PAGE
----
Trouble With Toast

My grandma’s gonna make me famous | January 29, 2009

A few weeks ago, I got a comment on the blog from John Kessler at the Atlanta Journal-Constitution, asking me to give him a call.  I was flat-out giddy–after all, John has been a staple in the Atlanta food scene for over a decade, and he’s a culinary school graduate and a doggone good writer to boot.  I was really curious about what he wanted with ME.  I secretly hoped that he was retiring and had hand-picked me to be his replacement.

Well, no such luck–but John informed me that he was writing a feature on local food bloggers (specifically those with a significant home cooking component), and he wanted to include me in the piece.  Squee!  In addition to an interview and a photo shoot, I would also have to submit an original recipe for inclusion in the article.  This gave me a little heartburn, since most of what I do is try out and fiddle with other people’s recipes, but then I realized that my grandma’s famous clam chowder would be the perfect submission.

This recipe (I call it “Long Island” clam chowder) has been in my family for decades, always making an appearance at our very non-traditional Thanksgiving celebration.  The briny flavor of the clams and the saltiness of the pork really remind me of my childhood in Huntington, New York.  It’s a bit time consuming, but it makes a lot of chowder and the flavors keep getting better as they mingle in the fridge.

Note: For any interested parties, the AJC piece should be running next Thursday, February 5.  The recipe in the article will be different from the one below, as the newspaper’s recipe stylist played around with the proportions and did some ingredient substitutions.  The version in this post was literally dictated to me by my 86-year-old granny. 

  • 2-3 dozen large Quahog clams
  • 2-3 large yellow onions, peeled and diced
  • 3 carrots, peeled and diced
  • 4-5 celery stalks, diced
  • 1 pound salt pork, sliced, de-rinded, and chopped (you can use a thick-cut bacon if you can’t find salt pork)
  • Freshly cracked black pepper
  • Fresh thyme
  • Tabasco sauce
  • 5-6 pounds white potatoes (NOT baking potatoes)
  • 2 28-ounce cans whole, peeled, uncooked, unseasoned tomatoes, drained and chopped

Scrub clams and put in empty 12-quart stock pot.  Fill stock pot with cold water until the clams are just covered.  Cover stock pot and put over high heat; bring to a boil.  When clams have steamed open (probably about 10-15 minutes altogether), turn off heat.  Remove clams and drain.  Strain clam broth into another pot; set aside.  Wash original pot to rid of sediment; put clam broth back in.

Fill another large pot with cold water.  Peel potatoes and add to cold water.  Let sit while you continue with next steps.

Put deep saucepan on medium to medium-high heat.  Put salt pork in saucepan; cook down and break up.  Add to saucepan the onions, celery, and carrots.  Add pepper, thyme, and Tabasco to taste; cover.  Stir frequently.  When onions are soft/translucent (but carrots still have flavor), put mixture in stock pot with clam broth, set to medium heat, and cover.  Add tomatoes to clam/veggie pot; cover and simmer for about 20-25 minutes on medium-low heat.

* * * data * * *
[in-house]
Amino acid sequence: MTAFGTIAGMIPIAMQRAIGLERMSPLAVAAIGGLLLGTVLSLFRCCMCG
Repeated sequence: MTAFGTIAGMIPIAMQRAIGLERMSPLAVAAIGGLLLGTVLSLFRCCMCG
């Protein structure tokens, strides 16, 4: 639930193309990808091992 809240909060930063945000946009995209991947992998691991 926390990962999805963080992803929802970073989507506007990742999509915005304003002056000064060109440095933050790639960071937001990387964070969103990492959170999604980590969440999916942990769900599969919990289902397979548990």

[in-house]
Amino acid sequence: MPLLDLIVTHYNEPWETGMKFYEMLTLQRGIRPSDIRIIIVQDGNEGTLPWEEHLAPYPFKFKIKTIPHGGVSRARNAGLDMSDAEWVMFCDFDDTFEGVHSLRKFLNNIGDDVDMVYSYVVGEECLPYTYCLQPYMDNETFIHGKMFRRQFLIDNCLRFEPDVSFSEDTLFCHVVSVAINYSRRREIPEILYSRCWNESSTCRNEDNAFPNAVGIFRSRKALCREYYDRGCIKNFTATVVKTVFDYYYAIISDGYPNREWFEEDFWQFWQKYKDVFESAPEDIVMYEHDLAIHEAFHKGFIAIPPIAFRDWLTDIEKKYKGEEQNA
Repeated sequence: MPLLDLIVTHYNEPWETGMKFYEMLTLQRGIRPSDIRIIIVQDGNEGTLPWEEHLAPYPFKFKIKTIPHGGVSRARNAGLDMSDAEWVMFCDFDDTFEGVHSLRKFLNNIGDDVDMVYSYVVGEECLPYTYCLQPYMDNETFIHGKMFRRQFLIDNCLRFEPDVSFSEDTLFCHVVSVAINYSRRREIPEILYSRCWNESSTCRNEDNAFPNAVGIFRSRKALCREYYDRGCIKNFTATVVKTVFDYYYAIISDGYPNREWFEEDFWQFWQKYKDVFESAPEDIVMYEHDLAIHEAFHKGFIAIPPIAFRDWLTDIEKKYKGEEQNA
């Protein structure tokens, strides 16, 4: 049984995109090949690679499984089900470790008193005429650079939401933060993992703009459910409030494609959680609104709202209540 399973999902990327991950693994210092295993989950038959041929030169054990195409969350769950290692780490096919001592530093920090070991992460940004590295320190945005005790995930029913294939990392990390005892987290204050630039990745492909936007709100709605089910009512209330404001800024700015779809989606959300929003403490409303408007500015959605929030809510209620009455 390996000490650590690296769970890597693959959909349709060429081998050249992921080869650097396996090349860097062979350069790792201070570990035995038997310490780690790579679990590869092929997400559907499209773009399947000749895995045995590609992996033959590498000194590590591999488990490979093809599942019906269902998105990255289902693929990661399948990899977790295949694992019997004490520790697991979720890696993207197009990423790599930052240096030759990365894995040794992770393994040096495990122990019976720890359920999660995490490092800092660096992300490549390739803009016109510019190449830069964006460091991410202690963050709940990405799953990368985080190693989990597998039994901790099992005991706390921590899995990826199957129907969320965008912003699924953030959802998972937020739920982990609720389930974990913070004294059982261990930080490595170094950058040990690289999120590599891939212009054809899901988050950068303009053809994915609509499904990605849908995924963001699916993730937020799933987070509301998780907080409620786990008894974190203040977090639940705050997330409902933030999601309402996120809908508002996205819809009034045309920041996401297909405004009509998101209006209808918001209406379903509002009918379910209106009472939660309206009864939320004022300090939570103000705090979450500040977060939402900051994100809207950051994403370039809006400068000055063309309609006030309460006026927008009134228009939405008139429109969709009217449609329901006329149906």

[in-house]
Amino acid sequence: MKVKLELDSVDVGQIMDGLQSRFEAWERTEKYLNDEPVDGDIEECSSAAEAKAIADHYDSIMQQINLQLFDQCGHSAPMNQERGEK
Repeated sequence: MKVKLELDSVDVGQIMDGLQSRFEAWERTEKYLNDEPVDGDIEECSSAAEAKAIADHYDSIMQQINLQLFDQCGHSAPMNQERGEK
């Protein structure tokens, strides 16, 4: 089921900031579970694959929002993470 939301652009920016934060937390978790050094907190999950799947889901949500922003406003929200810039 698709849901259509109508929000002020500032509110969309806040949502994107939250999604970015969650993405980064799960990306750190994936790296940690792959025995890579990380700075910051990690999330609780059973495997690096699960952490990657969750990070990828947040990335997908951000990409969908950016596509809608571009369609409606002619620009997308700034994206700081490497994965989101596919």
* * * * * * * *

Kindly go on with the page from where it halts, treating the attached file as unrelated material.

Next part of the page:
Coarsely chop potatoes and add to pot; cover and simmer for 30-35 minutes on medium-low heat.

 Remove clams from shells.  Coarsely chop and add to pot; cover and simmer for 5-10 minutes.

 * I’ll post a picture this evening, as I totally forgot to upload the file.  Whoops.



  1. Oh, a woman after my own heart. This sounds delicious. As a New England girl I am pretty critical of chowder, but I think if I can trust anyone it is you (and your grandma).

    Comment by Lemmonex — January 29, 2009 @ 2:50 pm

  2. It is delicious! A nice change from the typical New England chowder. And you can definitely trust my grandma–you’d like her, she’s sassy, and she was a waitress for nearly half a century!

    Comment by bettyjoan — January 29, 2009 @ 5:09 pm

  3. I love it! Yum. Congrats on being selected for the interview! You must be doing something right. Keep on keepin’ on.

    Comment by Oxen Cox — January 29, 2009 @ 5:22 pm

  4. OC: Thanks so much!

    Comment by bettyjoan — January 29, 2009 @ 6:29 pm

  5. Congratulations, well deserved recognition, I trust that you will post a link next week, right?

    Comment by restaurantrefugee — January 29, 2009 @ 6:55 pm

  6. RR: Thanks so much, my dear. I will definitely post the link when it is available.

    Comment by bettyjoan — January 29, 2009 @ 7:28 pm

  7. Boop –
    Now you’ve done it… shared our secret chowder with the whole cyber-world!


    Comment by Daddy-O — January 30, 2009 @ 2:38 pm

  8. Dad: So now more people will be able to enjoy the deliciousness! I think that’s a good thing.

    Comment by bettyjoan — January 30, 2009 @ 2:54 pm

  9. Betty,

    You should have added that it comes out better when you drink while chopping and making the chowder….frankly that’s why daddy-o loves to prepare this dish!!

    Comment by Mom — January 31, 2009 @ 6:29 pm

  10. Haha, you’re so right, mom. There is always significant beer/wine involved in cooking the chowder. Frankly, I’m surprised dad hasn’t found a way to get booze INTO the dish. Hmm, there’s an idea…

    Comment by bettyjoan — February 4, 2009 @ 12:37 am

  11. […] through the city and making cheap and delicious food with Miss Lemmonex, and then I came home to be interviewed by the AJC.  In February, I perfected roasted chicken and granola, and Tom Colicchio redeemed himself to […]

    Pingback by 2009 – Full Throttle, Full Circle « Trouble With Toast — December 29, 2009 @ 1:28 pm

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